Postoperative cuff integrity after arthroscopic full-thickness rotator cuff repair: single-row versus dual-row fixation (SS-06)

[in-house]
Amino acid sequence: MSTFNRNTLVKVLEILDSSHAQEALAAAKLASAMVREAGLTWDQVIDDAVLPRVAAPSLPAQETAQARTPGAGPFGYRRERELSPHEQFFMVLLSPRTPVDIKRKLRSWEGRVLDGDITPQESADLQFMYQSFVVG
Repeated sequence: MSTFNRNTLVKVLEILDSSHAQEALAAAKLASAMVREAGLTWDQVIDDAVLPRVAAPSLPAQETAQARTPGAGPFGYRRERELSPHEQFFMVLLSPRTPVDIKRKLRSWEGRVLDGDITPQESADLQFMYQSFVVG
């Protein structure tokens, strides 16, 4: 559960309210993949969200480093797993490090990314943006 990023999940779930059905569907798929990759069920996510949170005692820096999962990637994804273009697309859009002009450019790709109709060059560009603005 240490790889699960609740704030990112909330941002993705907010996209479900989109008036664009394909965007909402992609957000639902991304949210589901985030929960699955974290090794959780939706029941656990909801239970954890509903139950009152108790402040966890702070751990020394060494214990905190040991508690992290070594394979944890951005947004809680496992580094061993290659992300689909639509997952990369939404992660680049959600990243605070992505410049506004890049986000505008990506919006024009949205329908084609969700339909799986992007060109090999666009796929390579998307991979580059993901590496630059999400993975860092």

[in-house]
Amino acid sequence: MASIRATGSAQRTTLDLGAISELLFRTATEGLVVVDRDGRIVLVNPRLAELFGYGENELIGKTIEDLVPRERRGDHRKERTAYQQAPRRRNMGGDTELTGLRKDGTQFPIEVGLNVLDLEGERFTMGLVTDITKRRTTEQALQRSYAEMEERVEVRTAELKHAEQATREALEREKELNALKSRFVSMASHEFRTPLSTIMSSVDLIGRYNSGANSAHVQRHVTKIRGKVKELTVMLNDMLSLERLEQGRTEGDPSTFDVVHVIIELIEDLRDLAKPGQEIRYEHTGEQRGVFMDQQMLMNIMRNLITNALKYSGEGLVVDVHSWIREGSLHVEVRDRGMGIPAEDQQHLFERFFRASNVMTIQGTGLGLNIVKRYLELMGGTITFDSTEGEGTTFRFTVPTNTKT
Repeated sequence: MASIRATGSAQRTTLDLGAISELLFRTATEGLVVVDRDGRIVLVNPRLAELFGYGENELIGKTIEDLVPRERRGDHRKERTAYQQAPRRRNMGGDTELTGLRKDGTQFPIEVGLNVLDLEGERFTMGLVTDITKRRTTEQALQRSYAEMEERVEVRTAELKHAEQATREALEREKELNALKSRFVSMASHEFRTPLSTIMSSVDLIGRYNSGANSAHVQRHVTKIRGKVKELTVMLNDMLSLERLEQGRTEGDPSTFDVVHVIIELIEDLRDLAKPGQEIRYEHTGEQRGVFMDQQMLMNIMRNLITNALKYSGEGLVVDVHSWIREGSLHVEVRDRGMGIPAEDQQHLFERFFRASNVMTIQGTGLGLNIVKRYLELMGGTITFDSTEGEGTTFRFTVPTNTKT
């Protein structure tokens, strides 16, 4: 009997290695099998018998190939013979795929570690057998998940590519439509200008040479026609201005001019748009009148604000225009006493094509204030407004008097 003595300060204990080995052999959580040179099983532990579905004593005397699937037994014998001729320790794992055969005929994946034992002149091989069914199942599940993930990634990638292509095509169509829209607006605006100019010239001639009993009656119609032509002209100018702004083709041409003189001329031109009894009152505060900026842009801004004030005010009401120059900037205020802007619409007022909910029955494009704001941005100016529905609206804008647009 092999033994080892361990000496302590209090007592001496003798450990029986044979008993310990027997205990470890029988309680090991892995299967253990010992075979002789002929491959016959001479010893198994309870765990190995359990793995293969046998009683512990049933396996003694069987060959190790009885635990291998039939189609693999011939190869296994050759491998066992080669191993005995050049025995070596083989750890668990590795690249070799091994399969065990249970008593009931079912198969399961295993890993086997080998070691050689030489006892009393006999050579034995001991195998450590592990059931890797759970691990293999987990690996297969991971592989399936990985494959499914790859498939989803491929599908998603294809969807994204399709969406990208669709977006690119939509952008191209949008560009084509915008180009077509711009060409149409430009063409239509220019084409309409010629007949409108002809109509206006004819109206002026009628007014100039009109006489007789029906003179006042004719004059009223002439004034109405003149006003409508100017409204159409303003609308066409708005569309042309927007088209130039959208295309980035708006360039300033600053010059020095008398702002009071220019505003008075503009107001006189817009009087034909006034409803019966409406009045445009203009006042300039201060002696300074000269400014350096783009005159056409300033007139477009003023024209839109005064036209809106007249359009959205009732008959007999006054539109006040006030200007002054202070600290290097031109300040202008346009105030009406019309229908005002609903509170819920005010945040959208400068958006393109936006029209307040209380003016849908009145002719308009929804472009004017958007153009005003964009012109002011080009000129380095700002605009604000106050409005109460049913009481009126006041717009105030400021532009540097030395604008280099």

Purpose: A dual-row fixation for rotator cuff repairs has been developed to strengthen the anchoring of the tendon to bone interface. However, there are no published clinical articles supporting the superiority of the dual-row fixation over the conventional single-row fixation methods. The purpose of this study was to compare the clinical outcome, including cuff integrity evaluated through MRI, of a single-row and a dual-row fixation after arthroscopic full-thickness rotator cuff repair using suture anchors. Methods: A consecutive series of 83 shoulders in 81 patients with full-thickness rotator cuff tears were evaluated using the University of California Los Angels (UCLA) scoring system at an average of 36 months (range, 24–60) after arthroscopic full-thickness rotator cuff repair using either a single-row or dual-row fixation method with use of metal suture anchors loaded with No. 2 permanent sutures. All were also evaluated for cuff integrity through MRI at one to two years postoperatively. A consecutive series of 41 shoulders were repaired using the single-row fixation method, followed by a consecutive series of 42 shoulders using the dual-row fixation method. The average follow-up was 43 and 29 months, respectively. Postoperative cuff integrity was determined through MRI, which was performed respectively at 15 and 12 months postoperatively on average, and was classified into 5 categories using oblique coronal, oblique sagittal, and transverse views of T2 weighted images: type I: sufficient thickness with homogeneously low intensity; type II: sufficient thickness with partial high intensity; type III: insufficient thickness without discontinuity; type IV: presence of minor discontinuity suggesting a small tear; type V: presence of a major discontinuity suggesting a medium or large tear. Mann-Whitney U test was used for statistical analysis. Results: Postoperative UCLA scores improved significantly both in the single-row (P < .01) and in the dual-row (P < .01) groups. The average postoperative UCLA score was 33.5/35 in the single-row group and 33.7/35 in the dual-row group. However, there was no statistical difference between these two groups (P > .05). Postoperative MRI examination of cuff integrity revealed 12 type I, 7 type II, 12 type III, 4 type IV, and 6 type V in the single-row group, and 21 type I, 8 type II, 8 type III, and 5 type IV in the dual-row group. A statistical difference was observed between these two groups (P < .05). Conclusions: Arthroscopic full-thickness rotator cuff repair using both single-row and dual-row fixation yielded successful outcomes evaluated by the UCLA scoring system without significant difference between the fixation methods. However, the dual-row fixation excelled in postoperative cuff integrity over the single-row fixation. This evidence provides validity of the dual-row fixation for arthroscopic full-thickness rotator cuff repair.